In The City of Ember by Jeanne DuPrau, Lina Mayfleet lives in the city of ember. A long time ago, the creators of the city sent them there, and nobody knows why. The first few decades, everything was going fine. They had electricity, lots of food, and lots of lightbulbs. However, as the years pass, quality of life in the city begins to decrease – they are running out light bulbs, the river generator is starting to not work, causing citywide blackouts every so often, and the mayor himself is hoarding food and other essentials as they begin to run out. However, Doon Harrow has a plan. He thinks he can fix the generator, and make everything right again. However, when he realizes he can’t even get close without being caught, he gets worried. One day, Lina finds a torn up piece of paper with the words “Instruction for Egress” written at the top. The rest of it is almost unreadable, so she has to work with Doon to find out what it means. Doon sees this as his chance to become a hero, and they go through many roadblocks and problems on their journey.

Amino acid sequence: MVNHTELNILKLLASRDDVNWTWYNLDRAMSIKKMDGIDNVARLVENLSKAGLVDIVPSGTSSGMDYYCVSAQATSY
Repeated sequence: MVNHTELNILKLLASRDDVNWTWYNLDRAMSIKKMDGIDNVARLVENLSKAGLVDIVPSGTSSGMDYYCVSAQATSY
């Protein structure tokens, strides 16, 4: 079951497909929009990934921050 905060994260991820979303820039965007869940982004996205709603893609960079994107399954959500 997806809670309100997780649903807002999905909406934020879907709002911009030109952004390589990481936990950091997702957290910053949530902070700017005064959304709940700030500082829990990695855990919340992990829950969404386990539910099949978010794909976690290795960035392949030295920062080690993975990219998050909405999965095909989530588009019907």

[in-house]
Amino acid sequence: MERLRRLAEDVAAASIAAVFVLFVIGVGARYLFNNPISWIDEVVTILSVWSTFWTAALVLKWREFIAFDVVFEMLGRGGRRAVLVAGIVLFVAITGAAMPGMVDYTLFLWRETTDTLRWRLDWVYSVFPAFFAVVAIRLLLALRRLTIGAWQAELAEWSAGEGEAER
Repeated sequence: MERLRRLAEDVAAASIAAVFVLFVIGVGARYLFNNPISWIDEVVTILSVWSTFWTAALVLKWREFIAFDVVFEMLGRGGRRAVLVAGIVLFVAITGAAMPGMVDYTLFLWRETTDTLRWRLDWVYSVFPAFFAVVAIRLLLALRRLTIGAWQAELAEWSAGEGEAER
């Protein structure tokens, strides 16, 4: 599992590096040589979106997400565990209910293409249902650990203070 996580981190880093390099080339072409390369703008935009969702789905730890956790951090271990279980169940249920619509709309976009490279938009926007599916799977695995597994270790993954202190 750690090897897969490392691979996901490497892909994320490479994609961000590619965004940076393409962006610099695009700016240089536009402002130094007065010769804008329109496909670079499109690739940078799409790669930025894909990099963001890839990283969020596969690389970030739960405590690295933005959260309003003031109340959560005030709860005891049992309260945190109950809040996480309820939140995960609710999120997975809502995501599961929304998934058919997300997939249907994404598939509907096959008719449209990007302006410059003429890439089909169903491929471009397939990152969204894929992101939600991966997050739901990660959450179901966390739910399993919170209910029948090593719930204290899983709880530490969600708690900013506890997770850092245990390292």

This was an extremely riveting and suspenseful book. Throughout the book, there were constantly new things and concepts being introduced. Although it it one of those books where you are thrown into a new world, the author timed it perfectly so that once you understood the setting and characters, new concepts were introduced. The book also had a worrying tone in the places where it fit. In the beginning, where they need to escape Ember, the greenhouses and gardens are starting to fail. “They sat on the edge of the potato bed and talked for a while…about the trouble Clary was having with the beehives, potatoes, and sprinkler system.” (DuPrau 61). With the worrying tone in the beginning, the book feels suspenseful and tense.
I would recommend this book to anyone who likes to read. It is like a dystopia, but happier. If you like books with happy endings and about growing up, then this book is for you.